Investment Vehicles made for Non-US Investors
What is an Offshore Fund
Offshore funds are investment funds that are set up in tax-neutral locations that allow non-US persons and non-taxable US entities to invest in US assets without having to pay certain US taxes. Domestic, US-based hedge and private equity funds are typically set up as a partnership, whereas offshore funds are typically set up as a company. A company differs from a partnership in that it issues shares to its investors, has a board of directors, holds annual meetings, and delegates certain duties and authority to affiliates, such as an investment management company. Offshore funds are subject to the laws and rules of the jurisdiction in which it is formed and must remain in compliance to avoid penalties, fees, and other possible actions. Common places to set up an offshore fund include Cayman Islands, British Virgin Islands, Bermuda, Cyprus, Luxembourg, Anguilla, Belize, Panama, and more.
Offshore Fund Structure
Offshore fund structures are created to maximize tax advantages and efficiencies that will allow the fund manager to employ specific strategies that will benefit the fund and its investors. Offshore funds are typically set up as a master-feeder structure, mini-master structure, or side-by-side structure.
The master-feeder structure generally has two separate feeder funds that are designed to accept capital contributions from investors and feed them directly to the master fund, where all trading, purchasing and selling of assets and securities will take place. One feeder is designed as a US-based fund (specifically for US taxable persons), while the other will be an offshore feeder (specifically for non-US persons and non-taxable US persons). The master fund is typically set up in the offshore jurisdiction according to that country's laws. Depending on the jurisdiction of the offshore fund, the laws may be more advantageous to set the fund up as a corporation or as a partnership. Most Cayman Islands and British Virgin Islands funds are set up as corporations that will require specific compliance issues to be met prior to formation and while in operation of the fund.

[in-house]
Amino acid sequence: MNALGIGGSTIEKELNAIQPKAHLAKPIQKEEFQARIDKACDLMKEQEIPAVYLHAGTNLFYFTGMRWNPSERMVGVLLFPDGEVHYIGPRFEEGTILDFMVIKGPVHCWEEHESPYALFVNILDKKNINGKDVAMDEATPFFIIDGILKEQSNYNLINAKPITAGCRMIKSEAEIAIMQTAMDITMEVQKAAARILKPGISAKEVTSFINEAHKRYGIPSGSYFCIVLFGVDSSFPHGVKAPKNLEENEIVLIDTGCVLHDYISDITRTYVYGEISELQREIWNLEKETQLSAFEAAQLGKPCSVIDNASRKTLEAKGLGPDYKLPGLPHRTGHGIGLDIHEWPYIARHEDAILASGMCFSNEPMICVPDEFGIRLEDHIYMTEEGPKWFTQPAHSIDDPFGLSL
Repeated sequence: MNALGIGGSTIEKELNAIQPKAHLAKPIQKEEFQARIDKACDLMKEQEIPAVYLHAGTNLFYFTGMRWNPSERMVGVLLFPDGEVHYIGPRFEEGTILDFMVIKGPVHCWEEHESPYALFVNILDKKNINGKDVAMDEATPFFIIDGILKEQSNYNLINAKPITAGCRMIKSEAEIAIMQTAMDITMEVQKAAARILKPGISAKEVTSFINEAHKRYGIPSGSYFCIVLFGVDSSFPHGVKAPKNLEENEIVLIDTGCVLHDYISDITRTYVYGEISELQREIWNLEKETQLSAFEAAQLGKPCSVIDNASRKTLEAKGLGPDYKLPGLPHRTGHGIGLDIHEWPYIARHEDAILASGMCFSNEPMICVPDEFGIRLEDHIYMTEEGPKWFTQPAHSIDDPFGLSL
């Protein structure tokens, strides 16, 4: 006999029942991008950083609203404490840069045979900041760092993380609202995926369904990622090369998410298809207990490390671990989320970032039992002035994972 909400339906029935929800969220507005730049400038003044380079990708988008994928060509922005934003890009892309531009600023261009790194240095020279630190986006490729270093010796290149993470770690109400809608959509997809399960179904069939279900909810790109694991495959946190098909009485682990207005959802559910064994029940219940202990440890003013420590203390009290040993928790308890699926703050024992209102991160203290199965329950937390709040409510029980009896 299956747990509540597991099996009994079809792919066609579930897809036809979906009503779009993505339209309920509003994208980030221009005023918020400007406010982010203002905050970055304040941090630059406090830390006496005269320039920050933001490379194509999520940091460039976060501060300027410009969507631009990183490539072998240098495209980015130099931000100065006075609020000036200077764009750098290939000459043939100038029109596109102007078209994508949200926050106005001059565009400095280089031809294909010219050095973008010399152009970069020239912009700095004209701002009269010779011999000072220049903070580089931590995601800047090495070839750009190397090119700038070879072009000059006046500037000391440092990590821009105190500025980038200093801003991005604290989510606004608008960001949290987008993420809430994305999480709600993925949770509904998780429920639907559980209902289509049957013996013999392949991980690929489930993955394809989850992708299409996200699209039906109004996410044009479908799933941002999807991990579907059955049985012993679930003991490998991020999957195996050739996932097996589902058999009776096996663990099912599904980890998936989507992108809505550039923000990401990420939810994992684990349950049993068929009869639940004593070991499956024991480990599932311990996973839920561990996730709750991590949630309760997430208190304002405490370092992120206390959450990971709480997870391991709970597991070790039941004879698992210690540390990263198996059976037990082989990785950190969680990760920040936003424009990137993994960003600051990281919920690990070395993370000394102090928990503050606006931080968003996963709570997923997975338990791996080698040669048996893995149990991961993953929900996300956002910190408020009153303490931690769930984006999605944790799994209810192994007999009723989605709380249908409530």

A mini-master fund structure is slightly less complex but is generally only used in limited circumstances. This fund structure is similar to the master-feeder, but has no domestic feeder fund in place. Some tax advantages may be available in certain situations under the mini-master fund structure and it would be best to contact legal and tax professionals to find out if this structure would be right for you.
A side-by-side structure is designed to keep US investors and non-US investors separate from each other entirely. The US investors would invest in a domestic fund and the non-US investors would invest in a separate offshore fund. Some advantages may be that the domestic fund can have its own strategies, fiscal year, withdraw and distribution dates, fees, lock-ups, and other terms that the offshore fund doesn't share. Some disadvantages are that each fund will need its own administration, accounting, auditing and other services. Some managers find the work of a side-by-side fund structure to be overwhelming or too burdensome at times and instead, opt for a master-feeder structure to accommodate their non-US and non-taxable investors.